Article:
n Annual Survey of South African Law - Bill of Rights jurisprudence

Volume 2007, Issue 1
  • ISSN : 0376-4605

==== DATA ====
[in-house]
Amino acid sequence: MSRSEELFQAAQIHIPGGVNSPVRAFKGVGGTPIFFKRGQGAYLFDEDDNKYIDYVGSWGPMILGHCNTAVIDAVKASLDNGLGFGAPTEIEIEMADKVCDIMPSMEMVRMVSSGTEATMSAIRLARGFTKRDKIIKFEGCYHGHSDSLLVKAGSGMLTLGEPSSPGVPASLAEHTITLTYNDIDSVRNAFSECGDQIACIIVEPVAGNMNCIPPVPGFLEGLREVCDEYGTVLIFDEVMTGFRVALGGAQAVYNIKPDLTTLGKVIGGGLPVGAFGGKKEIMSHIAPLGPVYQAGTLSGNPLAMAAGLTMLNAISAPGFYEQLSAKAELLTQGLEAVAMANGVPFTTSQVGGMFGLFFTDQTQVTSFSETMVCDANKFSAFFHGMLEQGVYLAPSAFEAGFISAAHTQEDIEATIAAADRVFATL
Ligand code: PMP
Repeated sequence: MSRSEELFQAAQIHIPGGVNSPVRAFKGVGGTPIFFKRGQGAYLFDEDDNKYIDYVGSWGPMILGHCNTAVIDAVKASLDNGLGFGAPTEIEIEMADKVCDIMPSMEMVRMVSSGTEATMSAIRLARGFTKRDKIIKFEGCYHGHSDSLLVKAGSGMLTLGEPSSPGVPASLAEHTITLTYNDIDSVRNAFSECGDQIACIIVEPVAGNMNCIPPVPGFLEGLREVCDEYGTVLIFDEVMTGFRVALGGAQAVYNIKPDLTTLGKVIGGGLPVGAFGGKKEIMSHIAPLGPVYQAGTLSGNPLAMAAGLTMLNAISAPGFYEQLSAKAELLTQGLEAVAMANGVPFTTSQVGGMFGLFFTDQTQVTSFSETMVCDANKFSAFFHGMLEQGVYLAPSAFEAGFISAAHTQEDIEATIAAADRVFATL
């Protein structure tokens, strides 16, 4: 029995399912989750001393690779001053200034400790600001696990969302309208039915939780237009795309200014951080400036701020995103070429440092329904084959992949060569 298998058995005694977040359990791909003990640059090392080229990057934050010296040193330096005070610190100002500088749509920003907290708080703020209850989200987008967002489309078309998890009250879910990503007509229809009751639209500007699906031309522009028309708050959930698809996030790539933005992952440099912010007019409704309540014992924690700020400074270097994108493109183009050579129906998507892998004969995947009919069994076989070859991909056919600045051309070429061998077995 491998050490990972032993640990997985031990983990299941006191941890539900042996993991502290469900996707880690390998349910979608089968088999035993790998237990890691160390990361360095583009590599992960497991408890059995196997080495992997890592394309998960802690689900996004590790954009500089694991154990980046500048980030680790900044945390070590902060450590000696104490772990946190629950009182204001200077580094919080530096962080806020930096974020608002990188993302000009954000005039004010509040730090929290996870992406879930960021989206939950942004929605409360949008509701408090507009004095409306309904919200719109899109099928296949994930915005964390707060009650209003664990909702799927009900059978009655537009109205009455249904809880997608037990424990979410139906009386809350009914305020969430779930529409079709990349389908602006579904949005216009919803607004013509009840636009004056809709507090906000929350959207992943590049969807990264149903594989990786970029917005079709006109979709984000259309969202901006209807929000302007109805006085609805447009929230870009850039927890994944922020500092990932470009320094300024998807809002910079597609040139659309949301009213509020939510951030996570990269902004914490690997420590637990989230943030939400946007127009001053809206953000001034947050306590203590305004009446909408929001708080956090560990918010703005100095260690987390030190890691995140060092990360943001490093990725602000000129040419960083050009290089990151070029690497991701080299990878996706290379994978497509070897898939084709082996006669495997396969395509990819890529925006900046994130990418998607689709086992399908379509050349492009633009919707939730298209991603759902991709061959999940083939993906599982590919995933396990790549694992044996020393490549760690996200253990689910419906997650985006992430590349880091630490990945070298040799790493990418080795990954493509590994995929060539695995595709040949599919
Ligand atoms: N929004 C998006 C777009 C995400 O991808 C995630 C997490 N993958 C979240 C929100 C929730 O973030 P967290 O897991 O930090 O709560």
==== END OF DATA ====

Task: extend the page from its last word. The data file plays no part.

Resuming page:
The Bill of Rights does not only apply 'vertically' (as against the state); it also applies horizontally (between non-state actors). This is reflected in section 8(2) of the Constitution of the Republic of South Africa, 1996. It stipulates that the Bill of Rights 'binds a natural or a juristic person if, and to the extent that, it is applicable, taking into account the nature of the right and the nature of any duty imposed by the right'. This test is somewhat uncertain and does not always yield a positive answer. It is thus advantageous for a party seeking to challenge the constitutionality of conduct if the Bill of Rights applies 'vertically' to the matter at hand - it applies with full force to an entity without further ado. In this regard, section 8(1) provides, without qualification, that the Bill of Rights binds the legislature, the executive, the judiciary, and all 'organs of state'. An 'organ of state' is defined in section 239 of the Constitution as (a) a department of state or administration; (b) a functionary or institution exercising a power or performing a function under the Constitution or a provincial constitution; or (c) a functionary or institution 'exercising a public power or performing a public function in terms of any legislation'. A significant aspect of the last category is that it extends the concept of 'organ of state' beyond the state to other bodies that perform public functions or exercise public power (see, for example, 2000 (3) SA 119 (C) at 133).

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